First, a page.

In life, it was a little too easy to overlook the scope of her accomplishments in general. Ralph got her into gambling (she financed her unsuccessful 1990 State Legislature race with $7k in poker winnings). She got him into piloting, and they took their Cessna on several cross country flights, including jaunts over the Canadian wilderness and rural Mexico. They lived in Europe for 4 years in the late 1950s, and she traveled on her own to Australia, China, Israel, and the Soviet Union. She was the only person I ever met to fly over the North Pole (although not in her own Cessna). 

As a devout agnostic, I have to at least entertain the possibility that somewhere she and my grandfather have been reunited, perhaps with some (or all?) of their wonderful animals: Corky, Pee Wee, Pete, Trudy, Vasi. As a devout atheist, she might be very annoyed at receiving extra innings. Or was she a devout atheist? I'd always assumed so. Discussing the matter with my mom, however, the best we could remember was that my Grandmother had once called organized religion “awfully silly”. It's one more detail requiring the clarification that will now never come.

Tuesday, December 6, 2011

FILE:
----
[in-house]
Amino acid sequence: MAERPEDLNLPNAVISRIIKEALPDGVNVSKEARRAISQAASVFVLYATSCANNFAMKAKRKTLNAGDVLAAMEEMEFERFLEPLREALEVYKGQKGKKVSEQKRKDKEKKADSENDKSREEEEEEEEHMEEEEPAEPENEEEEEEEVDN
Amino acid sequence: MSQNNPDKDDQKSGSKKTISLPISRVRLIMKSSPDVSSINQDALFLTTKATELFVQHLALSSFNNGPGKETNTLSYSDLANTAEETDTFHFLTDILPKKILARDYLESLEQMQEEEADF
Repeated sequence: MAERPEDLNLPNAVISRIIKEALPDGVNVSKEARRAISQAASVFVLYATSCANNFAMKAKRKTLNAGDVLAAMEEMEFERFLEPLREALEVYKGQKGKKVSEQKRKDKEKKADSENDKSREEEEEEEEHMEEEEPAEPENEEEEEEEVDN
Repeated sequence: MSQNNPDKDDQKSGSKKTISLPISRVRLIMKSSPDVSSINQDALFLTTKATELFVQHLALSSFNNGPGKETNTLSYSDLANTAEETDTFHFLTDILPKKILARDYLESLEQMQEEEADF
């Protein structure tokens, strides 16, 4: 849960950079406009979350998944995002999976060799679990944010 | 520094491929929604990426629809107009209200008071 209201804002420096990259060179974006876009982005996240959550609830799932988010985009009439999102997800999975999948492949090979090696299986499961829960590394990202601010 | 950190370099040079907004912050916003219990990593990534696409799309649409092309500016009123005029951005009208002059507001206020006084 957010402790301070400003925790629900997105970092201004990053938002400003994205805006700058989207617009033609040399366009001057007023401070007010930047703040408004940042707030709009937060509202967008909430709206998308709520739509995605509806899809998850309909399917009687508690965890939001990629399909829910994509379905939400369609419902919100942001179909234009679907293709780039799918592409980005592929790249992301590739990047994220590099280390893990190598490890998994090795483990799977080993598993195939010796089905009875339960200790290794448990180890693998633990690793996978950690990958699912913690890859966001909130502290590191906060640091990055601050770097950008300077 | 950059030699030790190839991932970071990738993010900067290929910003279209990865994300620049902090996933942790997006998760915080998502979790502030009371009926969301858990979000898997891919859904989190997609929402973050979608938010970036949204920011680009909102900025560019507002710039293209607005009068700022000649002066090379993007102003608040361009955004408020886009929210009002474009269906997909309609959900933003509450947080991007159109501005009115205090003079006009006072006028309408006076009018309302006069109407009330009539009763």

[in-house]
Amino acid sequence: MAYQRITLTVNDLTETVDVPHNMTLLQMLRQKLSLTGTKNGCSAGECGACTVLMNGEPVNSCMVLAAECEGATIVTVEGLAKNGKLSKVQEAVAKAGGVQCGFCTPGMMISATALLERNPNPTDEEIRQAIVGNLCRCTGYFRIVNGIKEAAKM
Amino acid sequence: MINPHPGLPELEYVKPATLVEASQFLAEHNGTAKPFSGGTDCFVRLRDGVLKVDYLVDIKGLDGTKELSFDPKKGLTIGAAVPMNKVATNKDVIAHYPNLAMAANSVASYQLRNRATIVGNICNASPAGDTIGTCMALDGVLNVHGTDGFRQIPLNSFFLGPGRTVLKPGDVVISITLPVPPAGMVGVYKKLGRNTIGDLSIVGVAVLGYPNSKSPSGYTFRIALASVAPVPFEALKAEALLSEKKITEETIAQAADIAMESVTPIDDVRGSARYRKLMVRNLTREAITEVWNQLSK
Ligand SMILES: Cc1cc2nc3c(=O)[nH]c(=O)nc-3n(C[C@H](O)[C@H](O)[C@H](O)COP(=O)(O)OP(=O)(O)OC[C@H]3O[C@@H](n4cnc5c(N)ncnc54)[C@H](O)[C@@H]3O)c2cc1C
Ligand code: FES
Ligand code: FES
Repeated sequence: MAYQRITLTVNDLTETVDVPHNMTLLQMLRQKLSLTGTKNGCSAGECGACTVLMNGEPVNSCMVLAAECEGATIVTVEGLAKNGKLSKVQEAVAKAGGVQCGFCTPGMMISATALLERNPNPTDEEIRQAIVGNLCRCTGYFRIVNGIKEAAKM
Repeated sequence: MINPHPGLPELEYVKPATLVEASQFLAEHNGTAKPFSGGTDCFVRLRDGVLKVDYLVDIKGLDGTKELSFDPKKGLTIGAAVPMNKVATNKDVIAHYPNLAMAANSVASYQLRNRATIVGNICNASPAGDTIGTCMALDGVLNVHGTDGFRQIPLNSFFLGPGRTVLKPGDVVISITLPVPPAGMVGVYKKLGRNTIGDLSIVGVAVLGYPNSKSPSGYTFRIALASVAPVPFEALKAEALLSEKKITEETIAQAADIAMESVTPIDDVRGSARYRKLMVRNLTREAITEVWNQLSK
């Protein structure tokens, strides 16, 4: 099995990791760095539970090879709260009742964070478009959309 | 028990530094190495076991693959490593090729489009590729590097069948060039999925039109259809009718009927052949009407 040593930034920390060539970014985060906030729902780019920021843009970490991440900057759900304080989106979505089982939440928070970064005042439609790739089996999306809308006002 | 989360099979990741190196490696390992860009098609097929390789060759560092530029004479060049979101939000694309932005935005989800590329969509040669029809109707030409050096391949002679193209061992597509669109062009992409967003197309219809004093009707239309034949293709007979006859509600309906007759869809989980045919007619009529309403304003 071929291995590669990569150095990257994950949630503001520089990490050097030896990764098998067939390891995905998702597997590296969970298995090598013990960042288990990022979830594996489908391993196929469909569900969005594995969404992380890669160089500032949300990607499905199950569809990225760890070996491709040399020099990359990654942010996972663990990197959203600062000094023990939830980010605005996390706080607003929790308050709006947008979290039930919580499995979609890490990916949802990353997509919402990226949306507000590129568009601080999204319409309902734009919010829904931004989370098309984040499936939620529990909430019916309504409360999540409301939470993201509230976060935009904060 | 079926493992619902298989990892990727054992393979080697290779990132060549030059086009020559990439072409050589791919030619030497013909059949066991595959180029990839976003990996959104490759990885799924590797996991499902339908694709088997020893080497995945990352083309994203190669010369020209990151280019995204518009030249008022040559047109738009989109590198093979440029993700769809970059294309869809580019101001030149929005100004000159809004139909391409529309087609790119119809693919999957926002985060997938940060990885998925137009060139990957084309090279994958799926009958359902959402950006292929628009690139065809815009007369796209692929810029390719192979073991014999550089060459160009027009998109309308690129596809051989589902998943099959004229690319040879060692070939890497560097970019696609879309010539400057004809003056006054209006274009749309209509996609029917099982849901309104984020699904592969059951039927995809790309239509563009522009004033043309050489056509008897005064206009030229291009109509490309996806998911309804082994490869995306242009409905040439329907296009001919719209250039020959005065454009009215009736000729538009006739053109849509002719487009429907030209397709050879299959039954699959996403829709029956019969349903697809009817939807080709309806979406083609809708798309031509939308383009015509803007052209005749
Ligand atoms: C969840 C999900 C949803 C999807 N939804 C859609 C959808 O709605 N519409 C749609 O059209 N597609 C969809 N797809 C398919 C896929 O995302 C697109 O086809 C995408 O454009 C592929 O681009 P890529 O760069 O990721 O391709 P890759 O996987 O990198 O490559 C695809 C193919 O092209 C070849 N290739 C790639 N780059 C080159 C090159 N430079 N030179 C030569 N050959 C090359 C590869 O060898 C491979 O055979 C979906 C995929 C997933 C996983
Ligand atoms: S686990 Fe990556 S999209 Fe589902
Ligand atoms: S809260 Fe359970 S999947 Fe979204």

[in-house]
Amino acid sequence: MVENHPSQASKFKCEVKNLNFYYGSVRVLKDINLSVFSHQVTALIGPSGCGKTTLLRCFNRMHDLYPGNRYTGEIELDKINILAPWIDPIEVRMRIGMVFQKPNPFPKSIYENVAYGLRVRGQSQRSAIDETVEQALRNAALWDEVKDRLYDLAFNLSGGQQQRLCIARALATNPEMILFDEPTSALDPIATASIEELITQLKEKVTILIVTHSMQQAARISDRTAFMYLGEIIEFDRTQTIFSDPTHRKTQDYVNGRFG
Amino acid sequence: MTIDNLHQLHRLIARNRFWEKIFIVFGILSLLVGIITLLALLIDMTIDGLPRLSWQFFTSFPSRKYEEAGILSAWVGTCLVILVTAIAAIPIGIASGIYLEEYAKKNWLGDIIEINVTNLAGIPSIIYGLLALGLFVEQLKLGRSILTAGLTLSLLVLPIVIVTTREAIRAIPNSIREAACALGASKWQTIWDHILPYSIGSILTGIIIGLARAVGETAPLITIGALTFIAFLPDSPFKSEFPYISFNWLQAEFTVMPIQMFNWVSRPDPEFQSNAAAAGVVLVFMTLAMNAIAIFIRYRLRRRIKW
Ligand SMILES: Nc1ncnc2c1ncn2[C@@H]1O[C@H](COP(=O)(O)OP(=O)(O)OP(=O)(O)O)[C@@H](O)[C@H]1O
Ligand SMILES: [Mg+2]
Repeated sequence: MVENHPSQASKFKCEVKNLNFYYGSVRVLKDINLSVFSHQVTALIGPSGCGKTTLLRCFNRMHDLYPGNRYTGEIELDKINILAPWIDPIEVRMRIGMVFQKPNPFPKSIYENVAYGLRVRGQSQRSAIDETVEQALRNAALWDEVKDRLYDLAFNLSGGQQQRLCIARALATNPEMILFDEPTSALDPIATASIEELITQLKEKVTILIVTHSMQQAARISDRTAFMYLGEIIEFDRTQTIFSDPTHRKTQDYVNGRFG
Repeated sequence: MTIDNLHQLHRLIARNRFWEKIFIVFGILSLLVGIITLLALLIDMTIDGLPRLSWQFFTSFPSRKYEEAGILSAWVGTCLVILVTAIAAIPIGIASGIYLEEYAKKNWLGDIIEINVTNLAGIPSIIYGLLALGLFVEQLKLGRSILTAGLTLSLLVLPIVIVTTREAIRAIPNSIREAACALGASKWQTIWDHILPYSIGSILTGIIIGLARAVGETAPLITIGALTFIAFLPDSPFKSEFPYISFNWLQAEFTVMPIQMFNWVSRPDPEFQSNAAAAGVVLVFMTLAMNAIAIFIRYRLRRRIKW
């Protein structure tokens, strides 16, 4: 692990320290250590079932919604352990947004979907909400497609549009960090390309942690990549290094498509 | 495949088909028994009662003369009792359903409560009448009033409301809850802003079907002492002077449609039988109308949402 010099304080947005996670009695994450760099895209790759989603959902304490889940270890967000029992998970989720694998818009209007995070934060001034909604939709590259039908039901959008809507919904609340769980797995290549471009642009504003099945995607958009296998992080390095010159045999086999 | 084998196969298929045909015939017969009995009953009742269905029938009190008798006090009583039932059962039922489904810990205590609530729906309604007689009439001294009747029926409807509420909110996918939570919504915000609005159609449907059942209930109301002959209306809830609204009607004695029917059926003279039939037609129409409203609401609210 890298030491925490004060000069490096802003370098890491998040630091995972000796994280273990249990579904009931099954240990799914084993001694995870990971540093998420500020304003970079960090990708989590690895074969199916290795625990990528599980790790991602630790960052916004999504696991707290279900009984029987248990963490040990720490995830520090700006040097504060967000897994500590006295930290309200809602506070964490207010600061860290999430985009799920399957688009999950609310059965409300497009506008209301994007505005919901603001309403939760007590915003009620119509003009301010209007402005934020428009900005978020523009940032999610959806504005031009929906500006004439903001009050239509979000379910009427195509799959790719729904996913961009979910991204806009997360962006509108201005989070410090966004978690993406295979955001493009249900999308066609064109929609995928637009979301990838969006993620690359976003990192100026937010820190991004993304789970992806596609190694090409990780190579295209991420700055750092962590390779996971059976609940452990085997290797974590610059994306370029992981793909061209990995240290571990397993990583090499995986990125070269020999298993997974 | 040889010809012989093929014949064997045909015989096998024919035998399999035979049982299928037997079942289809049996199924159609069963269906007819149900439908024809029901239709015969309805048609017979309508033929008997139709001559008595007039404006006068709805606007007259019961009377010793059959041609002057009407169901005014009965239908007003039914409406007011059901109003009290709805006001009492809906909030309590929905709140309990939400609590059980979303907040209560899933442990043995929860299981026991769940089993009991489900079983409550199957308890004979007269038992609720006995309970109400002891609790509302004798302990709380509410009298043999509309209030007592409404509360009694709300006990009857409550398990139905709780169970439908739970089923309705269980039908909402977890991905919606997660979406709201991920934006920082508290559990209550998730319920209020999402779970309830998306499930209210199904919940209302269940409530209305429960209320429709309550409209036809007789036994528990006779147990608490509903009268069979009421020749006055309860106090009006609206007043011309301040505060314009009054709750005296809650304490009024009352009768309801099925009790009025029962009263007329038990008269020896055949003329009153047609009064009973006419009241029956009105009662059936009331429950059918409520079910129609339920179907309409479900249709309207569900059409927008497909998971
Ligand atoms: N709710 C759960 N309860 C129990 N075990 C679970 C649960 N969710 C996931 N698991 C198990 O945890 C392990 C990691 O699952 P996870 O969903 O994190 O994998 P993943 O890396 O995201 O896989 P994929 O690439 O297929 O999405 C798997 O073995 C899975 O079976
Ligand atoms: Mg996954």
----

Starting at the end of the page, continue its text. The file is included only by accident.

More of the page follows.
New: I've written a novel.

MY LIFE, Dec. 7 - Some things have transpired. For starters, I've changed the name of this blog. The URL is the same, so if you've been kind enough to link to me in the past, then you can sleep well tonight, safe in the knowledge that your link is still valid. Same blog, different title.

The name change comes in the service of something larger: my first novel will be released on April 1, 2012, and I decided to use the title for my new book instead of my blog. Perhaps this seems counterintuitive, in that some people will probably mistake this entirely new, 265-page work of fiction for a collection of blog posts in book format. But here's the thing: I'm Sam McPheeters and I can do whatever I want.

The novel The Loom Of Ruin could be called a "satire" or "dark comedy" or a "story in which lots of terrible things happen to a lot of good people". If you like my writing, you will like this book. It was written with you in mind.

The novel is being released through Mugger Books, a new, L.A.-based publisher run by my friend Anthony Berryman. You’ll be able to preorder a copy in the first week of January. Digital e-reader presales will commence in the next month or so. I'll be posting a lot more information about this book, and the related book tour, in the weeks to come.

This is one of several projects I have lined up for 2012. My blog suffered this year because of these projects. That won't be the case next year. I like posting stuff here. If I had the option, this would be my only online outlet. Thanks for your patience. I'll make it worth your while.